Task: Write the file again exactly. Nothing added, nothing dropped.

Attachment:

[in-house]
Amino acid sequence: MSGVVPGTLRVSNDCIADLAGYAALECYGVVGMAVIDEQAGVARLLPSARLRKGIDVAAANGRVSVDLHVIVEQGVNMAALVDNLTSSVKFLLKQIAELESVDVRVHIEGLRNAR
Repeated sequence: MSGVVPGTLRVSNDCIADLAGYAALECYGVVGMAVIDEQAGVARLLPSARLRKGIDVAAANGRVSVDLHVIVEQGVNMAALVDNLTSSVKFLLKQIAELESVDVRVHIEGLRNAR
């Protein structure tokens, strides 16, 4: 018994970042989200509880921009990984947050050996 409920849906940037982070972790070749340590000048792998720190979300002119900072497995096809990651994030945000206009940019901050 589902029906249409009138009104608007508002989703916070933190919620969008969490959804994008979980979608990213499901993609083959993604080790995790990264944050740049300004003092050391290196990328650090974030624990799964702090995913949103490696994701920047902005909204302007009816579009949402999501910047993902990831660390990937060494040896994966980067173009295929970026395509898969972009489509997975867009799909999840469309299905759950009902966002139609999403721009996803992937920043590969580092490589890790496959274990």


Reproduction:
[in-house]
Amino acid sequence: MSGVVPGTLRVSNDCIADLAGYAALECYGVVGMAVIDEQAGVARLLPSARLRKGIDVAAANGRVSVDLHVIVEQGVNMAALVDNLTSSVKFLLKQIAELESVDVRVHIEGLRNAR
Repeated sequence: MSGVVPGTLRVSNDCIADLAGYAALECYGVVGMAVIDEQAGVARLLPSARLRKGIDVAAANGRVSVDLHVIVEQGVNMAALVDNLTSSVKFLLKQIAELESVDVRVHIEGLRNAR
């Protein structure tokens, strides 16, 4: 018994970042989200509880921009990984947050050996 409920849906940037982070972790070749340590000048792998720190979300002119900072497995096809990651994030945000206009940019901050 589902029906249409009138009104608007508002989703916070933190919620969008969490959804994008979980979608990213499901993609083959993604080790995790990264944050740049300004003092050391290196990328650090974030624990799964702090995913949103490696994701920047902005909204302007009816579009949402999501910047993902990831660390990937060494040896994966980067173009295929970026395509898969972009489509997975867009799909999840469309299905759950009902966002139609999403721009996803992937920043590969580092490589890790496959274990």